2001 VW Golf GTI MK4 – Buyer’s Guide – 153
Past indiscretions aside, the Germans aren’t a bad bunch. Their fashion sense and propensity to form hardcore satanic metal bands sometimes leaves a little to be desired, as does the typical German middle-aged woman’s choice of hair dye, but overall they’re all right. We’re not interested in old ladies with red hair though, we’re interested in cars and it just so happens the Germans know how to make a good one. Obviously the names Porsche, BMW, Audi and Mercedes-Benz come to mind, but Volkswagen is another that sits right up at the top of the list, and the Golf GTI is what we’re going to take a look at this month.
It’s often been said that the Mk2 Golf GTI set the benchmark for hot hatch performance. It was small, light and powered by a 1.8-litre four-cylinder, which in later versions pumped out 137hp. Even by today’s standards, achieving that level of power from a normally aspirated 1.8-litre engine is nothing to be sneezed at, let alone 20 years ago.
The difference between that car and the latest hot hatches is, of course, the curb weight. The Mk2 Golf GTI weighed a little over 1000kg. Compared with the majority of today’s three-door hatchbacks, the Golf was a featherweight, and for that reason it set the standard for performance.
So VW has the history and the know-how to make a decent hot hatch, but how does the 2001 Mk4 version stack up?
The Mk4 GTI was fitted with the well-regarded 1.8-litre DOHC 20-valve turbo inline four, an engine shared with Audi, which used it in the company’s A3 turbo models. From an exterior perspective it’s a great-looking donk, which is something that can’t really be said for a lot of Japanese engines of the time. It’s a solid unit of cast iron block and aluminium head construction, and it was also one of the first engines to benefit from having the exhaust manifold at the back of the engine bay and the inlet at the front.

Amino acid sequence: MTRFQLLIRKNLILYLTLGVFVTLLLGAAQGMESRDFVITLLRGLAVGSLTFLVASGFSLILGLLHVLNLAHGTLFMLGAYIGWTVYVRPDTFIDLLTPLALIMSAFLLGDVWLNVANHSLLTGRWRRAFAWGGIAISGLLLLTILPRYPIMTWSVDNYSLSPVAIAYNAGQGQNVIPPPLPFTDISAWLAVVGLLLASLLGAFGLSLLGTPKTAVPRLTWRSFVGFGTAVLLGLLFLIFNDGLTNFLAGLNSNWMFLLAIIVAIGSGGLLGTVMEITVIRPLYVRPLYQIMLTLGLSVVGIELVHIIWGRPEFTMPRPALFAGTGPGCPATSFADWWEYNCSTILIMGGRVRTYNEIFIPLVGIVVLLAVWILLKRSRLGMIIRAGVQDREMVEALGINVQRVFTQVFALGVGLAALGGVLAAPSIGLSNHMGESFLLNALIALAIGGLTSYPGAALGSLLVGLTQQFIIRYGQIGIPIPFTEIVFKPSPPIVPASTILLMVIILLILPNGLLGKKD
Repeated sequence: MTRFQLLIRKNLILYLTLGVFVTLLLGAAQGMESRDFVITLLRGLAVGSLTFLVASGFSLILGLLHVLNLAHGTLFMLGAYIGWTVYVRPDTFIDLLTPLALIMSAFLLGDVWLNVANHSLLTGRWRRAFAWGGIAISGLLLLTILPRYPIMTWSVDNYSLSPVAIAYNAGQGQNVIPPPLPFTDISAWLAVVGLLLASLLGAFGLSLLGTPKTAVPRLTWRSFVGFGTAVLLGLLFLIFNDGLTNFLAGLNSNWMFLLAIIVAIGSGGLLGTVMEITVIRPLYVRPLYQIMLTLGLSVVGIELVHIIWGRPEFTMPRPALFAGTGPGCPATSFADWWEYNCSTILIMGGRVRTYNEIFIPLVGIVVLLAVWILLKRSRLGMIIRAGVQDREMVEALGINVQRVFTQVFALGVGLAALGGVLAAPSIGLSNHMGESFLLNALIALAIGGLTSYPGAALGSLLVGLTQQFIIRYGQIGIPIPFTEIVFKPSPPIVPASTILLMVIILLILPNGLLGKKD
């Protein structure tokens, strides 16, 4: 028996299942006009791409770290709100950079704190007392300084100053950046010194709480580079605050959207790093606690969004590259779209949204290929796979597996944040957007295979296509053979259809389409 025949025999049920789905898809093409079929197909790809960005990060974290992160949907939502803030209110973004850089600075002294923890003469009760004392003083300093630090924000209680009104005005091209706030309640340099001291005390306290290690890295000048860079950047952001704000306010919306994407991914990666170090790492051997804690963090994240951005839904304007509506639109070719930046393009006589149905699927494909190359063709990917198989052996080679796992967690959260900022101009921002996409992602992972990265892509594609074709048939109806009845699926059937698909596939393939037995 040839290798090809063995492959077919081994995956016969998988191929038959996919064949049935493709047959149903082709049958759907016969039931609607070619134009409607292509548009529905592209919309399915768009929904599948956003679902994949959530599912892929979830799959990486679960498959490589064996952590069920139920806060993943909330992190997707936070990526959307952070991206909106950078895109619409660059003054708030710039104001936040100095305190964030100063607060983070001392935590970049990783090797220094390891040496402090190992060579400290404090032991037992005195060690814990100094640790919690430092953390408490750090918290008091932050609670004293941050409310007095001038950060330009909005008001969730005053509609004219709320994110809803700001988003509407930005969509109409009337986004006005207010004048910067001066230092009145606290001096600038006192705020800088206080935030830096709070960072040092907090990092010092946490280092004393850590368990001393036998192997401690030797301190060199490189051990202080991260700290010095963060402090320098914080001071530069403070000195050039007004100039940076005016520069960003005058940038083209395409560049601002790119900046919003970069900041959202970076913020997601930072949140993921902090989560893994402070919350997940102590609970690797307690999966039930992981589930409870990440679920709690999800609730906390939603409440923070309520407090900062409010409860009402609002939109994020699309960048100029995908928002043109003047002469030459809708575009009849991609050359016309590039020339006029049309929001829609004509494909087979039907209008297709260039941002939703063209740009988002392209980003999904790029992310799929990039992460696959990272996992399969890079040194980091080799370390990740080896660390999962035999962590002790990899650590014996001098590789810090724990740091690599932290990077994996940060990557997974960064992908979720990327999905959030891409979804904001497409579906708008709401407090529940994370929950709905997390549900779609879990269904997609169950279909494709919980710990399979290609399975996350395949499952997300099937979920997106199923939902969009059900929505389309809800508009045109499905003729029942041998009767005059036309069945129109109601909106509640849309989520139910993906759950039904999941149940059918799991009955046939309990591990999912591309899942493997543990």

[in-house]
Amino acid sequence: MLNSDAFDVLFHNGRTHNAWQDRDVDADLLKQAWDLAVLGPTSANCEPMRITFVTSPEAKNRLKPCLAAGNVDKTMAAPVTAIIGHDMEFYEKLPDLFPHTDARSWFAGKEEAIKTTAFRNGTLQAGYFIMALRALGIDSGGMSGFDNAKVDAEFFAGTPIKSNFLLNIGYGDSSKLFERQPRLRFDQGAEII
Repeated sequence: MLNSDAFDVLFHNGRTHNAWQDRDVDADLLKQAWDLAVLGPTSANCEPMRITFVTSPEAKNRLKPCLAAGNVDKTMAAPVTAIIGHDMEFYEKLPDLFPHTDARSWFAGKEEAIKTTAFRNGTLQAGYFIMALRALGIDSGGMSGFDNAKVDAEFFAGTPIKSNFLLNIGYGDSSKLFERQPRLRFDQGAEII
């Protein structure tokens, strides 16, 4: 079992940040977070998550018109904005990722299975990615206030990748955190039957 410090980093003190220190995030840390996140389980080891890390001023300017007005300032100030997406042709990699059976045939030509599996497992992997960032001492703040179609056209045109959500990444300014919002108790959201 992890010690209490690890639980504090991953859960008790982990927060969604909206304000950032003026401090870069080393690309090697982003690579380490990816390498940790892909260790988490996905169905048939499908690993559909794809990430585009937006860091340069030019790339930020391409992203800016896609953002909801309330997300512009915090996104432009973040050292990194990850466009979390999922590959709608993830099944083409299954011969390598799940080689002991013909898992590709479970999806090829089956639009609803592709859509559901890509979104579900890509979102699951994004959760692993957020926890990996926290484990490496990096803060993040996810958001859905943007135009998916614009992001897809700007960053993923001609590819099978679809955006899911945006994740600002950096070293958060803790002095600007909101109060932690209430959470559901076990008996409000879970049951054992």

At 9.5:1, it has an unusually high compression ratio for a turbocharged engine. Of course, the latest turbo engines are reaching that level of compression ratio now, but for the time, this was higher than the majority of other turbo mills.
It produces a respectable if not remarkable 110kW at 5700rpm and 210Nm at just 1750rpm. Those of you with a keen eye will have spotted that the power figures are a little on the low side compared with many Japanese turbo engines of the same era, and that the rpm levels at which they are reached are also lower particularly the torque figure. This means that the Golf is not as demanding a drive as, say, a Mitsubishi Lancer GSR.
While the 1.8-litre GSR has higher specific kilowatt and Newton metre outputs, both are also reached at much higher rpm. The Golf, on the other hand, generates the majority of its torque at less than 2000rpm. The Germans are also notoriously conservative when quoting power figures, so it wouldn’t be at all surprising to learn that the true numbers were a little higher than what was revealed.
Either way, it is a robust and reliable engine that doesn’t have the same highly strung nature as many Japanese units. It’s also smooth and not so prone to vibration and harshness under load. It still delivers the goods, just in a more refined and subtle way.
The standard transmission found in the Mk4 GTI was a slick 5-speed manual driving the front wheels. There was a limited slip differential option, which is a nice addition, but some higher mileage gearboxes can experience problems with worn bearings. Overall, however, it’s a sturdy transmission that is more than up to the task of handling a little more power than Volkswagen blessed the GTI with from the factory.
The Mk4 GTI is equipped with a fairly standard suspension setup consisting of Macpherson struts and coil springs up front, with a stabiliser bar to prevent body roll. At the rear of the car you will find an independent torsion beam arrangement with struts and coil springs. It’s not a complex suspension design, but it provides decent handling from standard and a good, comfortable ride.
It’s also ripe for modification, which is what we’re mostly interested in.